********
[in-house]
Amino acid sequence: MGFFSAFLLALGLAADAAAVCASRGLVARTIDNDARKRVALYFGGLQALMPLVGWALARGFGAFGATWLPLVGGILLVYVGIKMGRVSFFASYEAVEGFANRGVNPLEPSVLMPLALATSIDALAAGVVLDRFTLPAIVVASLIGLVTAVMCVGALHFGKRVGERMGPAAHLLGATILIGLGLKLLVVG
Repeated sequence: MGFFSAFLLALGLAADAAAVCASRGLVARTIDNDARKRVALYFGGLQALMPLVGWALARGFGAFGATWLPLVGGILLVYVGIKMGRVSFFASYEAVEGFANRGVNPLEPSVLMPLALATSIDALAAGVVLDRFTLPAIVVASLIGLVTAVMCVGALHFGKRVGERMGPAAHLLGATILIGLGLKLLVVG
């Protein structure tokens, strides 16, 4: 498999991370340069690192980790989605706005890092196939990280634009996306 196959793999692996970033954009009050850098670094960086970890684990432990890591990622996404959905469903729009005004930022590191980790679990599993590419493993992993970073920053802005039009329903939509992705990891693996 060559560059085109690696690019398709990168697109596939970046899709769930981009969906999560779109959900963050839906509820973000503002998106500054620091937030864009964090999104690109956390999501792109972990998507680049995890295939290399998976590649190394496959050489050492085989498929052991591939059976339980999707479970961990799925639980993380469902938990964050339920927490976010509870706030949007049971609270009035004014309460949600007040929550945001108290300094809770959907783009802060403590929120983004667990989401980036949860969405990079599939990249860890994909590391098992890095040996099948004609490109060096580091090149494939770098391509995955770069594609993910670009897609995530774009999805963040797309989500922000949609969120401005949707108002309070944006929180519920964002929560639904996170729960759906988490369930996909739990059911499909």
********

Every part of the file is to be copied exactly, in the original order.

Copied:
[in-house]
Amino acid sequence: MGFFSAFLLALGLAADAAAVCASRGLVARTIDNDARKRVALYFGGLQALMPLVGWALARGFGAFGATWLPLVGGILLVYVGIKMGRVSFFASYEAVEGFANRGVNPLEPSVLMPLALATSIDALAAGVVLDRFTLPAIVVASLIGLVTAVMCVGALHFGKRVGERMGPAAHLLGATILIGLGLKLLVVG
Repeated sequence: MGFFSAFLLALGLAADAAAVCASRGLVARTIDNDARKRVALYFGGLQALMPLVGWALARGFGAFGATWLPLVGGILLVYVGIKMGRVSFFASYEAVEGFANRGVNPLEPSVLMPLALATSIDALAAGVVLDRFTLPAIVVASLIGLVTAVMCVGALHFGKRVGERMGPAAHLLGATILIGLGLKLLVVG
């Protein structure tokens, strides 16, 4: 498999991370340069690192980790989605706005890092196939990280634009996306 196959793999692996970033954009009050850098670094960086970890684990432990890591990622996404959905469903729009005004930022590191980790679990599993590419493993992993970073920053802005039009329903939509992705990891693996 060559560059085109690696690019398709990168697109596939970046899709769930981009969906999560779109959900963050839906509820973000503002998106500054620091937030864009964090999104690109956390999501792109972990998507680049995890295939290399998976590649190394496959050489050492085989498929052991591939059976339980999707479970961990799925639980993380469902938990964050339920927490976010509870706030949007049971609270009035004014309460949600007040929550945001108290300094809770959907783009802060403590929120983004667990989401980036949860969405990079599939990249860890994909590391098992890095040996099948004609490109060096580091090149494939770098391509995955770069594609993910670009897609995530774009999805963040797309989500922000949609969120401005949707108002309070944006929180519920964002929560639904996170729960759906988490369930996909739990059911499909």